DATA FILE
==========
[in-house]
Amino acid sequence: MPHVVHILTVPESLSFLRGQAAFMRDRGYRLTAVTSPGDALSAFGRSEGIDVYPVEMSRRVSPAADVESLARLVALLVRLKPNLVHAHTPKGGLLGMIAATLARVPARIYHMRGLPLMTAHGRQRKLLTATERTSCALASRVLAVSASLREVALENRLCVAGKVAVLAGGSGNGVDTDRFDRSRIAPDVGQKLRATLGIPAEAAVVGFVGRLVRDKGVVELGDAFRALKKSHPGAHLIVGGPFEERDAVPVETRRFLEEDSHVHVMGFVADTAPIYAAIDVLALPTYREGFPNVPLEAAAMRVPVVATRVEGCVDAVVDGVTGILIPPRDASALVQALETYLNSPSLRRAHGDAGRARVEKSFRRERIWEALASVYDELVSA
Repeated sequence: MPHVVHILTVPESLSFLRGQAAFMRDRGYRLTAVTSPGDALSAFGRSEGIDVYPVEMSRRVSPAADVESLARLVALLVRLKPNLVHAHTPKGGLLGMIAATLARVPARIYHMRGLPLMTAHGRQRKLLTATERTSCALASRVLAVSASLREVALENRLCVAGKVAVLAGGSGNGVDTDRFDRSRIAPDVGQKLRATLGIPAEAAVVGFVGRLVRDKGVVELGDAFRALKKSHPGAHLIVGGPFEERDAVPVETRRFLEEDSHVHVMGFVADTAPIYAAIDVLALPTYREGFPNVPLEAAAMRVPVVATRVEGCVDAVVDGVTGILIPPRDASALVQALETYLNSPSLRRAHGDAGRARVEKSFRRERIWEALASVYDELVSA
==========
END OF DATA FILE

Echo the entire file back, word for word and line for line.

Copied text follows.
[in-house]
Amino acid sequence: MPHVVHILTVPESLSFLRGQAAFMRDRGYRLTAVTSPGDALSAFGRSEGIDVYPVEMSRRVSPAADVESLARLVALLVRLKPNLVHAHTPKGGLLGMIAATLARVPARIYHMRGLPLMTAHGRQRKLLTATERTSCALASRVLAVSASLREVALENRLCVAGKVAVLAGGSGNGVDTDRFDRSRIAPDVGQKLRATLGIPAEAAVVGFVGRLVRDKGVVELGDAFRALKKSHPGAHLIVGGPFEERDAVPVETRRFLEEDSHVHVMGFVADTAPIYAAIDVLALPTYREGFPNVPLEAAAMRVPVVATRVEGCVDAVVDGVTGILIPPRDASALVQALETYLNSPSLRRAHGDAGRARVEKSFRRERIWEALASVYDELVSA
Repeated sequence: MPHVVHILTVPESLSFLRGQAAFMRDRGYRLTAVTSPGDALSAFGRSEGIDVYPVEMSRRVSPAADVESLARLVALLVRLKPNLVHAHTPKGGLLGMIAATLARVPARIYHMRGLPLMTAHGRQRKLLTATERTSCALASRVLAVSASLREVALENRLCVAGKVAVLAGGSGNGVDTDRFDRSRIAPDVGQKLRATLGIPAEAAVVGFVGRLVRDKGVVELGDAFRALKKSHPGAHLIVGGPFEERDAVPVETRRFLEEDSHVHVMGFVADTAPIYAAIDVLALPTYREGFPNVPLEAAAMRVPVVATRVEGCVDAVVDGVTGILIPPRDASALVQALETYLNSPSLRRAHGDAGRARVEKSFRRERIWEALASVYDELVSA